Around the World (2013)

Around the World at the Mint Theater chronicles a journey of 80 days and thousands of miles, but it's really a journey of rediscovery, one for which the only thing you'll need to pack is a vivid imagination. [...] the seldom-heard Porter songs hold the most interest, especially "Look What I Have Found," a love-at-first-sight number helped along by Rebekah Hinds's beautiful voice, and "Pipe Dreaming," nicely delivered by Rob Eyles. more ...

Neil Genzlinger, New York Times, December 8, 2013

Sail Away (2008)

[...] A less earnest, but equally ardent, love of a different kind of acting was on display at the Lilian Baylis Theater at Sadler’s Wells on Sunday night. I had long been interested in seeing the work of Lost Musicals, a 20-year-old company devoted to performing seldom seen vintage American shows in concert, which antedates the similar Encores! program at New York’s City Center by several years.

The 1961 musical that was resurrected on Sunday, Sail Away, was in fact by an Englishman, Noel Coward. But as Ian Marshall Fisher, the creator of Lost Musicals and the show’s director, told the audience, Coward created Sail Away, a frolicsome tale of a May-September romance on a cruise ship, with American audiences in mind.

Mr. Fisher’s production was pretty bare-boned compared to the increasingly gussied-up Encores! presentations, which look more and more like full-dress Broadway try-outs. There was a single piano, a row of chairs and a cast in black tie, holding scripts. But with an easy-going ensemble led by the charming American actress Penny Fuller (in role created by Elaine Stritch) the show flowed sweetly and enjoyably, and it never felt embarrassingly naked.

Several succulently hammy character portraits recalled the stock company of performers that brought such delicious antic grace notes to the Fred Astaire and Ginger Rogers movies for RKO. (Remember Eric Blore?) And the raw pleasure the cast members took from these portrayals was always close to the surface.

This Sail Away made me wish that Encores! would reduce the scale of its productions a bit. More modest versions like Mr. Fisher’s allow you to feel directly the performers connecting with their material — and their audience — and the joy and discovery they derive from it. [...]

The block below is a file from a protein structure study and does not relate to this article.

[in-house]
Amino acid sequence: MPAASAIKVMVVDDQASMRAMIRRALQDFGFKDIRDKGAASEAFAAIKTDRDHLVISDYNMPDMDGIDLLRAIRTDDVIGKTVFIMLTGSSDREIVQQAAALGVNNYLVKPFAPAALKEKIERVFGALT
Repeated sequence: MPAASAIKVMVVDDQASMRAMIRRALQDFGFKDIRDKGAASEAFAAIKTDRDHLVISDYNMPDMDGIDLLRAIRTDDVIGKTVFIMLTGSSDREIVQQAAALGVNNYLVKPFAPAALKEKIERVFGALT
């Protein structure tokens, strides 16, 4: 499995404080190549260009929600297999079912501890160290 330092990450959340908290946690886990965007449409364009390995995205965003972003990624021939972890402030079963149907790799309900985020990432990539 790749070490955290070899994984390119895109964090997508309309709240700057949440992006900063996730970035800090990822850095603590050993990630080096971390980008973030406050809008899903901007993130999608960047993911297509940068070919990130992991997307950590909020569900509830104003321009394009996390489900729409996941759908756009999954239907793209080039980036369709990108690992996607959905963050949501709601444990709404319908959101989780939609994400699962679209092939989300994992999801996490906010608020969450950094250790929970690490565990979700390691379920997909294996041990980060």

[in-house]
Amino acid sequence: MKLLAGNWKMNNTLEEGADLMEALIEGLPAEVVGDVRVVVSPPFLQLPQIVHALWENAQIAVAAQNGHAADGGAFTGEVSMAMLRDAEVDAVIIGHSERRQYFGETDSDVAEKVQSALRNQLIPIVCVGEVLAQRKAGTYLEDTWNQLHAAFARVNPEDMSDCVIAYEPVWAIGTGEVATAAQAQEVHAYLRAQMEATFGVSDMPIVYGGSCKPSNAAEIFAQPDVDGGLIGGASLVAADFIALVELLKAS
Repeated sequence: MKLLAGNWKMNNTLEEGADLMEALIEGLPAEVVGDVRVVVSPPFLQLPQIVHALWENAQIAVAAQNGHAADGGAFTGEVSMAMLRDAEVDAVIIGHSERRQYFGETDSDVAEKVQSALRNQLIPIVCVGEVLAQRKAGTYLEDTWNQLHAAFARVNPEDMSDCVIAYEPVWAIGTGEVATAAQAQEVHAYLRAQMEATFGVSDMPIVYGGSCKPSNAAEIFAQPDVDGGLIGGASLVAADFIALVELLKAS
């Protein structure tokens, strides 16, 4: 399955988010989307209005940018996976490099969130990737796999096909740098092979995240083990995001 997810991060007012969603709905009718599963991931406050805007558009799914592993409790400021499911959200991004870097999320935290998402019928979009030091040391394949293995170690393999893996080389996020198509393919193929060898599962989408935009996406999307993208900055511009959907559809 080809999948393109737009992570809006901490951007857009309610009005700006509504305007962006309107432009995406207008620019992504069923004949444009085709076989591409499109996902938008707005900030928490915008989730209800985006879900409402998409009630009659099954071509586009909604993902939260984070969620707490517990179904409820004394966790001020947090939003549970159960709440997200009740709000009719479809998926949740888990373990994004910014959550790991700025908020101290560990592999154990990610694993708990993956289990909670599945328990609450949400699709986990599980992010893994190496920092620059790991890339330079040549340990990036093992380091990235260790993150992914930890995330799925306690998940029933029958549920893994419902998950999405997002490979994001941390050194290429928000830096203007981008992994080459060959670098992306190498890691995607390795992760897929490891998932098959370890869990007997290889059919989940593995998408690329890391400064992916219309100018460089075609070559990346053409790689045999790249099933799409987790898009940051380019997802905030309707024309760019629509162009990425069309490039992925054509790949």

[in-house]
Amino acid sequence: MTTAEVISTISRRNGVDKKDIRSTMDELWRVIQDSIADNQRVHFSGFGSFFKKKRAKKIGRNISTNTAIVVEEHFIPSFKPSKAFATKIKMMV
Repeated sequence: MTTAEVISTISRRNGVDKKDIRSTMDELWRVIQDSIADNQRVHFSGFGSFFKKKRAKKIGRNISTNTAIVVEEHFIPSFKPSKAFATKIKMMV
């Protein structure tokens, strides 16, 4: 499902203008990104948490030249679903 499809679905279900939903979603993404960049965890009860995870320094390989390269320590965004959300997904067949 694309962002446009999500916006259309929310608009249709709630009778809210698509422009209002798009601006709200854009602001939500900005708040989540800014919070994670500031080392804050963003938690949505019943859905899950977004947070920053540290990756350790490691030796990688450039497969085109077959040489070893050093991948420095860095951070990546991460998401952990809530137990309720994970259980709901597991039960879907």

Ben Brantley (The New York Times theatre critic) New York Times, July 7, 2008,

A Briton Who's Mad About Musicals

I AM the cockeyed octopus,'' Ian Marshall Fisher said with a room-rattling laugh. ''Optimist, that is! Like the song; a cockeyed optimist, of course. But as a child, listening to that song, octopus is what I heard.''

Mr. Marshall Fisher is the impresario behind the long-running Lost Musicals series in London, which is as affectionately regarded there as is the Encores! concert musicals program at City Center in New York. Mr. Marshall Fisher has crossed the Atlantic for a fund-raising extravaganza, his Manhattan debut: a re-examination of the 1941 Cole Porter musical ''Let's Face It.'' more ...

Barry Singer, New York Times, September 16, 2001

To Long-Lost 'Irma': Welcome Back

LONDON- In a truly stunning summer for long-lost musicals, we now have a hat trick: "Of Thee I Sing" (1931) at the Bridewell, "Nymph Errant" (1933) at Chichester and "Irma La Douce" (1958) at the Watermill in Newbury. All three are unmissable and unbeatable, but "Irma" is something still more special. Its director, John Doyle, and his leading lady, Josephine Baird, are quite simply the best thing to have happened to the British stage musical in the 15 years since Cameron Mackintosh, Trevor Nunn and John Caird first went to work on "Les Miserables" at the Barbican. more ...

Sheridan Morely, New York Times, August 25, 1999

New Life for Lost Musicals in London

LONDON, May 25- Who could forget a musical comedy lyric like "The Greeks have got the girdle, we have to get over that hurdle"? Almost everybody, it seems, a fact that helps to explain the continuing popularity here of "Discover the Lost Musicals," a concert series that has just entered its fourth season.

On a recent Sunday evening, an enthusiastic audience watched 15 unpaid actors, wearing evening dress and wielding scripts, sing about the girdle, the hurdle and various mythological tussles between the Amazons and Greeks. The occasion was a concert performance of "By Jupiter," the 1942 musical by Richard Rodgers and Lorenz Hart. A neglected work, to be sure, but one created by what Ian Marshall Fisher, the series' impresario, calls the "creme de la creme of musical theater writers." more ...

Suzanne Cassidy, New York Times May 26, 1992